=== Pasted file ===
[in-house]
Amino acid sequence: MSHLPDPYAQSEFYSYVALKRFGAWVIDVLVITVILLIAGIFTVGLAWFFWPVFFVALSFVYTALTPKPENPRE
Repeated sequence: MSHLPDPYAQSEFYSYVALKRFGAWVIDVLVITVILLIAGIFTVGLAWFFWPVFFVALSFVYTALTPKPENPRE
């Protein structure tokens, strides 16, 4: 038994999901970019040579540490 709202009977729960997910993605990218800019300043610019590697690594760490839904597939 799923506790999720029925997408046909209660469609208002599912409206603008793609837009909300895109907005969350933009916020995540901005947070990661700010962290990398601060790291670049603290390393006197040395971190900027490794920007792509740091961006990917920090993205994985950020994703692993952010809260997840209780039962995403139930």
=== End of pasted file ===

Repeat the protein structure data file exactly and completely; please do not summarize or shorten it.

[in-house]
Amino acid sequence: MSHLPDPYAQSEFYSYVALKRFGAWVIDVLVITVILLIAGIFTVGLAWFFWPVFFVALSFVYTALTPKPENPRE
Repeated sequence: MSHLPDPYAQSEFYSYVALKRFGAWVIDVLVITVILLIAGIFTVGLAWFFWPVFFVALSFVYTALTPKPENPRE
């Protein structure tokens, strides 16, 4: 038994999901970019040579540490 709202009977729960997910993605990218800019300043610019590697690594760490839904597939 799923506790999720029925997408046909209660469609208002599912409206603008793609837009909300895109907005969350933009916020995540901005947070990661700010962290990398601060790291670049603290390393006197040395971190900027490794920007792509740091961006990917920090993205994985950020994703692993952010809260997840209780039962995403139930």